In three couple weeks, I'll be joining a dozen or so other volunteers at Arkansas' Buffalo National River as we lengthen the hiking trail that runs on the bluff above the river. Over the years, I've been on over 20 such crews, enjoying the comradeship of other hikers who also love the outdoors and desire to give back to the hiking community. And at the end of the week's labors, we have the pride of seeing the tangible results of our hard work as we walk the segment we constructed or maintained. Here are reports on all of my prior projects. Perhaps you've been to one of these glorious locales and maybe even hiked on our trails!

(Unless marked otherwise, all projects were through American Hiking Society)

--1997 Bob Marshall Wilderness of the Flathead National Forest in Montana.

--1998 Gallatin National Forest of Montana.

--1999 Manti-LaSal National Forest of Utah

--2000 Columbia River Gorge (Chinook Trail Conference) in Washington State's Beacon Rock State Park.

-- 2001 The Colorado Trail above Copper Mountain Resort.

-- 2001 Hiawatha National Forest of Michigan

--2002 a Sierra Club Service Project in the Superstition Wilderness of the Tonto National Forest.

-- 2002-- Cumberland Trail Conference in Tennessee.

--2002 Pine Mountain Trail Conference in Virginia and Kentucky.

--2002 Buffalo National River in Arkansas

--2003 The Palmetto Trail in South Carolina's Wateree Swamp.

--2003 Mt. Rogers National Recreation Area (Jefferson National Forest) in Virginia

--2003 Apache Sitgreaves National Forest on northern Arizona's Mogollon Rim

--2004 The Florida Trail in Osceola National Forest along the Suwanee River

--2004 Goat Rocks Wilderness of the Pinchot National Forest in Washington

--2005 Cape Cod National Seashore in Massachusetts (Sierra Club Trail Project)

--2006 South Carolina's Palmetto Trail in the Francis Marion National Forest

--2006 Independence Grove of the Forest Preserve District of Lake County (Illinois)

--2007 Spring Valley Trail in Arizona's Hell's Canyon Wilderness

--2009 Acadia National Park in Maine with the Appalachian Mountain Club

--2010 Buffalo National River in Arkansas (coming in April)

I also put together a slideshow/primer on how a trail is built, using photos from various projects.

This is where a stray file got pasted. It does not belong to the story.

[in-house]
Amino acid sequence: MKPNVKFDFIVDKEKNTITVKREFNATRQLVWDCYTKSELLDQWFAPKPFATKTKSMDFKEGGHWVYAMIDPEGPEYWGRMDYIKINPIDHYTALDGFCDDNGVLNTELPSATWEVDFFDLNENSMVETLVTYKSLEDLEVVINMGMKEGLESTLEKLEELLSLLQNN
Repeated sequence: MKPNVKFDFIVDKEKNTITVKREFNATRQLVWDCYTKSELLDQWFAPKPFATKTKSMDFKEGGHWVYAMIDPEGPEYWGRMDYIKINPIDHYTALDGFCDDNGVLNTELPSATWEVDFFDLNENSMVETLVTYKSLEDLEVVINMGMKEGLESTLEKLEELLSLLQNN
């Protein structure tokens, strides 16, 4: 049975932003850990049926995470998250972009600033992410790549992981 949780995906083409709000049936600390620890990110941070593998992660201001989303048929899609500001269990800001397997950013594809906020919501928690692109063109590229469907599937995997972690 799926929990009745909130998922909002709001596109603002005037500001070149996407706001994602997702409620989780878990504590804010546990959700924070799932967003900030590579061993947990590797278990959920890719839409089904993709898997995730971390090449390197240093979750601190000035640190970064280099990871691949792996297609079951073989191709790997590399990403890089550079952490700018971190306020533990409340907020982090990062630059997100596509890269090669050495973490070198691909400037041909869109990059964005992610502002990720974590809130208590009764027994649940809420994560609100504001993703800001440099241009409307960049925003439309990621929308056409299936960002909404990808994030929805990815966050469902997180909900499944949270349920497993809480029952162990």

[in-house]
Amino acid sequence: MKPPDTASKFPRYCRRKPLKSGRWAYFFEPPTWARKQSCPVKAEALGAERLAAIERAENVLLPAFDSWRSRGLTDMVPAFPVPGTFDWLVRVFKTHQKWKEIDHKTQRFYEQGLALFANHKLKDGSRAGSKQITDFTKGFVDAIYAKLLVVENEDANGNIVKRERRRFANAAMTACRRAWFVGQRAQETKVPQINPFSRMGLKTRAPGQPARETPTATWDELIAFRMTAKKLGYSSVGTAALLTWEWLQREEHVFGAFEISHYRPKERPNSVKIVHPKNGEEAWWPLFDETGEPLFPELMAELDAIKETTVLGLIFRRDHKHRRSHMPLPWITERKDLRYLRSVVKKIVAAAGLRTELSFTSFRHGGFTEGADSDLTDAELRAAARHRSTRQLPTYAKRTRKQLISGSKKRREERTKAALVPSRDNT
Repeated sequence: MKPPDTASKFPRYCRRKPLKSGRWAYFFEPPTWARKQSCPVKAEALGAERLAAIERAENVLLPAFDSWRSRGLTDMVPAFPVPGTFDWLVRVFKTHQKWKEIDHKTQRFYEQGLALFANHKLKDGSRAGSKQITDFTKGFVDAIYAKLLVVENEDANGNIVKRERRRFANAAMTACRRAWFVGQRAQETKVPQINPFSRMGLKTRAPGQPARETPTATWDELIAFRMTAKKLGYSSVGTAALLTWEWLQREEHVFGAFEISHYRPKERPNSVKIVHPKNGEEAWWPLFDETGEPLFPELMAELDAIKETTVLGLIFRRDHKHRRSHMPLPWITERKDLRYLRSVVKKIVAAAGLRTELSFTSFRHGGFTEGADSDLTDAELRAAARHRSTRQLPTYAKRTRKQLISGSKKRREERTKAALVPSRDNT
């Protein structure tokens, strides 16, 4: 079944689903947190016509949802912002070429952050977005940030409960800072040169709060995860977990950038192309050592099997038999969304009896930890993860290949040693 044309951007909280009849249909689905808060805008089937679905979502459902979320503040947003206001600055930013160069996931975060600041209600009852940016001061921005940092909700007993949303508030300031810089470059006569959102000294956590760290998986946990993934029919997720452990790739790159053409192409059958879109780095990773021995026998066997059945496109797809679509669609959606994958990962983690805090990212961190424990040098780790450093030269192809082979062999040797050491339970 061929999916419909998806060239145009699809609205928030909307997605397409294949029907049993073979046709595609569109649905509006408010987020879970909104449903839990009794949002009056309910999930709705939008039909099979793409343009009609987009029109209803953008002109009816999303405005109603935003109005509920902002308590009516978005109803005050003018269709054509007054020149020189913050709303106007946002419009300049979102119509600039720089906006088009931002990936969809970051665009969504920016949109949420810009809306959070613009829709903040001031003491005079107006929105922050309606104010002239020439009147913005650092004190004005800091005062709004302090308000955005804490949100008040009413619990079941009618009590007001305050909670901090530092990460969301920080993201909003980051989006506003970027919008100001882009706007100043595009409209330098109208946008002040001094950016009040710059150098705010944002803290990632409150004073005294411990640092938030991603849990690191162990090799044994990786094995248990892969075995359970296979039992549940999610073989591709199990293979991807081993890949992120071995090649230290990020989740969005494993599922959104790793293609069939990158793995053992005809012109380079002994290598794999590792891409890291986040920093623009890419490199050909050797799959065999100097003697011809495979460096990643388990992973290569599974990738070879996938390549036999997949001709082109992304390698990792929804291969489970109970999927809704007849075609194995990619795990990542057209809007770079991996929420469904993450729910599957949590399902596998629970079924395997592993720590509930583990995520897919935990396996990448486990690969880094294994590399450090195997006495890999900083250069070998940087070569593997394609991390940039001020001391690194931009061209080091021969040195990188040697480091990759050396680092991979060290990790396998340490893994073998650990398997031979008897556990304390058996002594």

I strongly encourage you to consider volunteering for a project if you can spare the time. (Maybe you'll get to have a supper of deer, elk, and moose with the crew of the long-running PBS series "This Old House" as we did in '97! See my photo of Steve and Norm.)

Saturday, March 20, 2010

More Florida signs you don't see in Chicago

Lions and tigers and bears, oh my!

Not exactly, but signs warning of critters we don't have in abundance in Chicago, like panthers...

...and vultures...

..and gators...(now, really, would you swim in a place that posted the sign below?)

...and crocodiles...

Friday, March 19, 2010

Hiking Lake Fayetteville

It was a magnificent 66 degrees today and the daffodils were in joyous bloom...

We hiked the 6 mile loop and enjoyed the start of spring as underbrush becomes green and buds pop out on many tree limbs...

You can see a hint of green to my left...

The Butterfield Overland Stage route passed through this area on its 2800 mile journey from St. Louis to San Francisco, delivering freight, mail. and passengers in just 22 days starting in 1858. The fare was $200 in gold, equivalent to $3000 today! This sign commemorates the route which has been cleared for a hundred yards and covered with mulch as seen here...

The business only lasted 2.5 years, and then trains took over.

Thursday, March 18, 2010

Presidential Visits to Yellowstone National Park

I've been to 38 of our 56 national parks and Yellowstone National Park is one of my favorites, and my 8 or so visits there have included camping, a backpack around Shoshone Lake, and quite a few day hikes. I was therefore very pleased to learn that numerous presidents have also loved Yellowstone, and film clips of their visits have been compiled by the White House in this clip...

Tuesday, March 16, 2010

Worthy Quotes #30

Lying covers a multitude of sins - temporarily.
-- Dwight L. Moody

Character is like a tree and reputation its shadow. The shadow is what we think of it; the tree is the real thing.
--Abraham Lincoln

The opposite of bravery is not cowardice, but conformity.
-- Robert Anthony

The repetition of small efforts will accomplish more than the occasional use of great talents.
-- Charles H. Spurgeon

Faith enables us to move through the storms carrying our calm with us.
-- J. Holmes

Regret for the things we did can be tempered by time; it is regret for things we did not do that is inconsolable.
--Sidney J. Harris

God's promises are like the stars: the darker the night, the brighter they shine.
-- David Nicholas

Forgiveness is not an occasional act; it is a permanent attitude.
-- Martin Luther King, Jr

There are two ways to get enough: one is to continue to accumulate more and more. The other is to desire less.
-- G. K. Chesterton

Never be afraid to trust an unknown future to a known God.
-- Corrie ten Boom

Sunday, March 14, 2010

The Birds are Back!

Spring is approaching, heralded by the return of hungry birds. We have tons of yellow finches that enjoy the thistle seeds...